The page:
IN THE HIGH COURT AT CALCUTTA
Special Jurisdiction [Income Tax]
GA No. 684 of 2013 ITAT No. 62 of 2013
MADAN TEATRES LTD.
The Hon’ble JUSTICE GIRISH CHANDRA GUPTA
The Hon’ble JUSTICE TARUN KUMAR DAS
Date : 14th May, 2013.
For Appellant : Md. Nizumuddin, Advocate
For Respondent : Mr. Alok Kumar Pal, Advocate
The Court : The assessee sold the property at a sum of Rs.2,51,50,000/- For the purpose of stamp duty, however, the value was estimated at a sum of Rs.5, 19,77,000/- and on that basis the stamp duty was realized. During the assessment, it was found that the assessee had disclosed the sale price at a sum of Rs. 2,51,50,000/-. The Assessing Officer fixed the sale price at a sum of Rs. 5,19,77,000/ – and started proceedings under Section 271(1) (C). Penalty for a sum of Rs.30,09,989/-was imposed.
The assessee preferred an appeal. The Appellate Authority allowed the appeal and set aside the order imposing penalty indicated above for the following among st other reasons:
“However, the capital gain was a loss irrespective of the value of sale consideration of either Rs. 2,51,50,000/- taken by appellant in return of income or Rs.5,19,77,000/- taken by Assessing Officer in the assessment order and therefore there was no tax effect and appellant did not litigate further before the Assessing Officer. Appellant has referred to the decision of Hon’ble Supreme Court in the case of Dharmendra Textiles Processors, 306 ITR 277 where it was held that mens rea is not an essential element for imposing penalty u/s.271(1)(c) of the I.T. Act. It has been further clarified by the Hon’ble Supreme Court in the case of CIT Ahmedabad vs. Reliance Petroproducts Pvt. Ltd. arising out of Civil Appeal No. 2463 of 2010 in the decision dated 17.03.2010 that a mere making of claim, which is not sustainable in law, by itself, will not amount to furnishing inaccurate particulars regarding income of the assessee. The Hon’ble Supreme Court had opined that if no fault can be found with the particulars submitted by the assessee in its Return of income then penalty u/s.271(1)(c) cannot be imposed. In the present case, as far as the amount of consideration of sale for the purpose of computation of capital gain u/s.48 is concerned, even if the valuation of property as per the stamp valuation authority is more than the actual sale consideration, the provisions of section 50C(2) allow the appellant to choose the actual sale consideration if the appellant is convinced about the fair market value of such property being the same as consideration actually received by the appellant. Assessing Officer invoked the provisions of section 50C( 1) and deemed the sale consideration at Rs.5, 19,77,000/- as per the valuation of stamp valuation authorities and appellant chose not to contest the same u/s. 50C(2) of the I.T. Act as it would not have made any difference in the tax liability of the appellant because the capital gain still remained a loss. However, the belief of appellant at the time of filing of return of income that the valuation of property by stamp valuation authorities could not be the fair market value of the property is a bona fide belief though not pursued further in view of the provisions of section 50C(2) of the I.T. Act. After considering all facts and circumstances in the present case, I find that the appellant cannot be said to have filed inaccurate particulars of income or to have concealed any income and therefore I cancel the penalty of Rs.30,09,989/- imposed by the Assessing Officer u/s.271(1)(c) of the I.T. Act.”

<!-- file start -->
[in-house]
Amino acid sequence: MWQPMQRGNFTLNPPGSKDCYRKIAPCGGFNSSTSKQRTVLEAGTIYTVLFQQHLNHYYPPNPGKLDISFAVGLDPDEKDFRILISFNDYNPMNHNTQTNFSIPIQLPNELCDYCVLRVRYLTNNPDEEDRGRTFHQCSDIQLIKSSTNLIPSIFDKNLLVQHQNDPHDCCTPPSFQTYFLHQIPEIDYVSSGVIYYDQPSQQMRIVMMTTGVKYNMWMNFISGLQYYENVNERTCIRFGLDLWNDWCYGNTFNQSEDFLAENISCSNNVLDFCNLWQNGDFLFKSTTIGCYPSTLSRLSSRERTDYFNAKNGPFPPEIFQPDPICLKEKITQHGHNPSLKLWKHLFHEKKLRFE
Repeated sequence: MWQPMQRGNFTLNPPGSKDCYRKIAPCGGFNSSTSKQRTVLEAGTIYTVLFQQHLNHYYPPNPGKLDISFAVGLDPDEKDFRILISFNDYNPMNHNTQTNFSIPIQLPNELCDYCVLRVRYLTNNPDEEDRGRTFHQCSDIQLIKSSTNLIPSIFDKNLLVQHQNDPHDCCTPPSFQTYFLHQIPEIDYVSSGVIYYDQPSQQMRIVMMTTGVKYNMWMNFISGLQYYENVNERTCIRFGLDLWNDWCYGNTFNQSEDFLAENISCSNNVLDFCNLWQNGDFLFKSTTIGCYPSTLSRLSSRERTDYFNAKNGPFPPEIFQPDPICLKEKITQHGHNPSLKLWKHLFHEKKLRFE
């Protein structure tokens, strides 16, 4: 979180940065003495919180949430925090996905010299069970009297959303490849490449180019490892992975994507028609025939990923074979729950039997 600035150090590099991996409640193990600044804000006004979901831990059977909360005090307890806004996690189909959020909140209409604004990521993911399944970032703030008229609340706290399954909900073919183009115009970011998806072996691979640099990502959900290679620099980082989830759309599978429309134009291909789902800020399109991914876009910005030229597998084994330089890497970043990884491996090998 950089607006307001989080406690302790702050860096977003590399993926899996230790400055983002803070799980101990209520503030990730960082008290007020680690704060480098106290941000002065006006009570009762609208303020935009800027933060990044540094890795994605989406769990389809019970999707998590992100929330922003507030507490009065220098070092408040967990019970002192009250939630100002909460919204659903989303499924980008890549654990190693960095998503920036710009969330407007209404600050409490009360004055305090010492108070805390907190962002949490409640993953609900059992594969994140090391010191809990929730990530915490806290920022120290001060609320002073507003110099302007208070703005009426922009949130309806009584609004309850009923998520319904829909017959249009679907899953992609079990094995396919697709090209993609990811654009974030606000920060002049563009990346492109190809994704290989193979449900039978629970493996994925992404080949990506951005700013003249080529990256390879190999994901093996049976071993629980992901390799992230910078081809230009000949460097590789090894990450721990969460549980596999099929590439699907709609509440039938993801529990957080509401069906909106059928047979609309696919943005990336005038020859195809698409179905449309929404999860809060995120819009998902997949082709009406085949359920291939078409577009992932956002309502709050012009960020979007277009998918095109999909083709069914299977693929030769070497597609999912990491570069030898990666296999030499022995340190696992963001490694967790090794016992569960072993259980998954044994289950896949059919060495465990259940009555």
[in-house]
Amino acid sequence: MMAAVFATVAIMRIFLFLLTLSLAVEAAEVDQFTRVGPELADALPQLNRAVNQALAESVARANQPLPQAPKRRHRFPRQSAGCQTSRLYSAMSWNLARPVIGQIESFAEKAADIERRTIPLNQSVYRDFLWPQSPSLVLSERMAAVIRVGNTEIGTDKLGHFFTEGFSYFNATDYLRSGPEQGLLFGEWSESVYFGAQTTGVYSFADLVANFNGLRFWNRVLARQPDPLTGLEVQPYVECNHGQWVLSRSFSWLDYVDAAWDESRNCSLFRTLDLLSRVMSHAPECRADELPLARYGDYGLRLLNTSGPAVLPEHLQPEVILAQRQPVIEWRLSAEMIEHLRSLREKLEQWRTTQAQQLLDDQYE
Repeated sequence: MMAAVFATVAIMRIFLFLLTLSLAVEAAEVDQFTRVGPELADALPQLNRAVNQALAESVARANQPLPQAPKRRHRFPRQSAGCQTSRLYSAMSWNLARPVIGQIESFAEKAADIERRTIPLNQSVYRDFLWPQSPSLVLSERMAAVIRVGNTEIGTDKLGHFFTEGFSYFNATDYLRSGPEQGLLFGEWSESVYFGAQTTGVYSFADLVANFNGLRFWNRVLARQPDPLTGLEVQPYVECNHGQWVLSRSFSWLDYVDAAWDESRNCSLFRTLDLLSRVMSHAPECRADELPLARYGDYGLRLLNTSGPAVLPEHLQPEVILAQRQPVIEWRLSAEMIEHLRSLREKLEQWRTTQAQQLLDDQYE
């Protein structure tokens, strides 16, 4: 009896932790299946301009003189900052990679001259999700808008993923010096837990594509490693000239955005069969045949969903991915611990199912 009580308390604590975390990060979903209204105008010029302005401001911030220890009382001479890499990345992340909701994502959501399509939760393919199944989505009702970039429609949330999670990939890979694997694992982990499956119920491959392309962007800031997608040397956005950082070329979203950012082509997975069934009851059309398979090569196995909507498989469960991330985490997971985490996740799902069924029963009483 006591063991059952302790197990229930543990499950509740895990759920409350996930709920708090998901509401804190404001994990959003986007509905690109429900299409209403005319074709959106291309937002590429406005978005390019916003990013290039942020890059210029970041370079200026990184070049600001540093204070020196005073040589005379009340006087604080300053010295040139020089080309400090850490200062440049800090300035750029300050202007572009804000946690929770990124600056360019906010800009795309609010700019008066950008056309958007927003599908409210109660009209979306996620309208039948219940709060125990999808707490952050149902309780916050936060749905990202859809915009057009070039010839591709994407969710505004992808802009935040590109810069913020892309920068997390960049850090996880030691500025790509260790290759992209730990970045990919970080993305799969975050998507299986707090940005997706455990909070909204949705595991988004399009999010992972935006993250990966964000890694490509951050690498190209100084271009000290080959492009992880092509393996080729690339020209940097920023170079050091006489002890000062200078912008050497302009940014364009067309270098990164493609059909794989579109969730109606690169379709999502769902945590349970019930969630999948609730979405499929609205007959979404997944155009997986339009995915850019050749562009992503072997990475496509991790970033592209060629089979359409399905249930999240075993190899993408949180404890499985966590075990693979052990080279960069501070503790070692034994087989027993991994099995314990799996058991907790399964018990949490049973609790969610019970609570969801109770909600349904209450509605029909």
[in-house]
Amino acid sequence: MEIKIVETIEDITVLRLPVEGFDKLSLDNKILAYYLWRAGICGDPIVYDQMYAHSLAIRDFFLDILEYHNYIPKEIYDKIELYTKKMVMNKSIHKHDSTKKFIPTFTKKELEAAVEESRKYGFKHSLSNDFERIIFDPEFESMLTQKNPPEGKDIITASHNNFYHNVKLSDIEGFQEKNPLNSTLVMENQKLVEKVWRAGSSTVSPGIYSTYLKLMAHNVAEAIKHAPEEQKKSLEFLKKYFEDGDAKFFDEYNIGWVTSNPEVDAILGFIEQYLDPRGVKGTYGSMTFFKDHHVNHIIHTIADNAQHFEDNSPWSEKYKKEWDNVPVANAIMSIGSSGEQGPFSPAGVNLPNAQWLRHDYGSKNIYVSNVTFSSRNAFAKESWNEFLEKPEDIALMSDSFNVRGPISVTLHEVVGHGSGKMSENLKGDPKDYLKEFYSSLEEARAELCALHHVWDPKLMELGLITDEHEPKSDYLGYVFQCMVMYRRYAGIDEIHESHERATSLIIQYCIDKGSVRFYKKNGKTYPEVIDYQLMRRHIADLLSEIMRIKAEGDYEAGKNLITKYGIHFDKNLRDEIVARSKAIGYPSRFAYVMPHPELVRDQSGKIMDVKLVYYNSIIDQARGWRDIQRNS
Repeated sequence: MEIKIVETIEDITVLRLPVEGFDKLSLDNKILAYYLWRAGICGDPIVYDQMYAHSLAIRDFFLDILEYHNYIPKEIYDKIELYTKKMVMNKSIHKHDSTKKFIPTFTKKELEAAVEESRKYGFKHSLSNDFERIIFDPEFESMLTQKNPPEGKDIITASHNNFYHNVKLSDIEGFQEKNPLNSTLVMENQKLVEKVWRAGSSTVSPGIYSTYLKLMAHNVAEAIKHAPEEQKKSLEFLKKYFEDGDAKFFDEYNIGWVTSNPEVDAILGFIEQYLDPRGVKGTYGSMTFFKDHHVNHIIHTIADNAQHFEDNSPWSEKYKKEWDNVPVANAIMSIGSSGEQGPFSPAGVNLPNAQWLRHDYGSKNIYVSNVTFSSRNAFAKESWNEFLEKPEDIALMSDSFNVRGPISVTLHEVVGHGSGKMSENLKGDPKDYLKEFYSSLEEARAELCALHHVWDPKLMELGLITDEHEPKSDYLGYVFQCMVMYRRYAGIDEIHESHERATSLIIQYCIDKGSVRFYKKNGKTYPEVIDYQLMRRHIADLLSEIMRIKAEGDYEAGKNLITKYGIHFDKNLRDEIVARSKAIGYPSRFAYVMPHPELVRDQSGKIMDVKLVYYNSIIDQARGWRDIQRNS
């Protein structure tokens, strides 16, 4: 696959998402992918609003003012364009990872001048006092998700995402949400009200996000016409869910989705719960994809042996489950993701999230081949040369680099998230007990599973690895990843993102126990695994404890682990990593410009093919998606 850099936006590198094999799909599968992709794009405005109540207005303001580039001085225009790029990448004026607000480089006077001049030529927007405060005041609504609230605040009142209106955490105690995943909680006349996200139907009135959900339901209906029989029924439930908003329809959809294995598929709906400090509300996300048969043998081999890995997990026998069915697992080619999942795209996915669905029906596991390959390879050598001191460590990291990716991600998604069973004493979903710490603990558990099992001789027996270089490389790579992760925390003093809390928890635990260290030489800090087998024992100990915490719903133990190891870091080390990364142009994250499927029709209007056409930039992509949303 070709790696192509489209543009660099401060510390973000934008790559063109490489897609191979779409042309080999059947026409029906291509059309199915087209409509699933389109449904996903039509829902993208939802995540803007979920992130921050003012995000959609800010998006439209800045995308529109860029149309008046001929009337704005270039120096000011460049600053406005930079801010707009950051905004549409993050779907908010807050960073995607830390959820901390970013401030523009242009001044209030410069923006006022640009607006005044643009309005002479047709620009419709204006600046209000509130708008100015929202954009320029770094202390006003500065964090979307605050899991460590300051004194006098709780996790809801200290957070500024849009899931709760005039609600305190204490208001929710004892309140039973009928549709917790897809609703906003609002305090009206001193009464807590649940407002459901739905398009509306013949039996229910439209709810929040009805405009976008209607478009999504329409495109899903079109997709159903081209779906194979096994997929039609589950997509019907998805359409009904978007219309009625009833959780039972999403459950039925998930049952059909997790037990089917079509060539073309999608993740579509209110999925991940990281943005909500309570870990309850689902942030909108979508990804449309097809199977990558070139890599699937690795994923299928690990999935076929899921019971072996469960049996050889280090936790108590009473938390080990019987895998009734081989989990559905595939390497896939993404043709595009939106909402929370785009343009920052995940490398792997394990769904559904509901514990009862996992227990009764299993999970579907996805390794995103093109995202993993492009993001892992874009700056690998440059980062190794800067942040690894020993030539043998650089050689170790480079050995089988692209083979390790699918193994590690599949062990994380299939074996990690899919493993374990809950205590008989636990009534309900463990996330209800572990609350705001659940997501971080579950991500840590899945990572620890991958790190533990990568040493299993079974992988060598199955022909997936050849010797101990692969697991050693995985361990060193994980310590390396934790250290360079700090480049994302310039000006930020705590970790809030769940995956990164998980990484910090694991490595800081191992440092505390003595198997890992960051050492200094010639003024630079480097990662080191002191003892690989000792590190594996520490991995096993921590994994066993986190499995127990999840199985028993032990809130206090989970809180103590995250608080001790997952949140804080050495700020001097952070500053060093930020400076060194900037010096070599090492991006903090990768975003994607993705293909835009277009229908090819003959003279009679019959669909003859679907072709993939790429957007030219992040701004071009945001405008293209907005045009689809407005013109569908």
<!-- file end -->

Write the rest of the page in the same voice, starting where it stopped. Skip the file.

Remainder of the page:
The Revenue preferred an appeal. The learned Tribunal dismissed the appeal holding, inter alia, as follows:
“ Thus obviously, it is only on account of deeming provisions of section 50C, the AO has made the addition by adopting the sale consideration of Rs. 5,19,77,000/-, being the value adopted for the purpose of stamp valuation. The revenue has also not shown as to how the assessee could be held to have actually received this amount which is in excess of the amount of Rs. 2,51,50,000/-. It has also not been shown as to whether any corresponding addition has been made in the hands of the buyer. In any case, the issue is also now squarely covered by the decision of the Coordinate Bench of this Tribunal in the case of Renu Hingorani (supra). In the circumstances, respectfully following the decision of the Coordinate Bench of this Tribunal in the case of Renu Hingorani (supra) as also on account of the fact that the revenue has not been able to dislodge the findings of the ld. CIT(A) that the bona fides of the assessee are genuine, the findings of the ld. CIT(A) stand confirmed. In the circumstances, the appeal of the revenue is dismissed.”
Mr. Niaumuddin, learned Advocate appearing for the Revenue, contended that the assessee had a choice to dispute the valuation on the basis of the deemed value, but the assessee did not take that opportunity. The assessee had a choice or he could have litigated. The fact remains that the actual amount received was offered for taxation. It is only on the basis of the deemed consideration that the proceedings under Section 27 1(C) started. The revenue has failed to produce any iota of evidence that the assessee actually received one paise more than the amount shown to have been received by him.
We are, as such, of the opinion that there is no scope to admit the appeal since the same does raise any question of law, substantial or otherwise. The appeal is, therefore, rejected.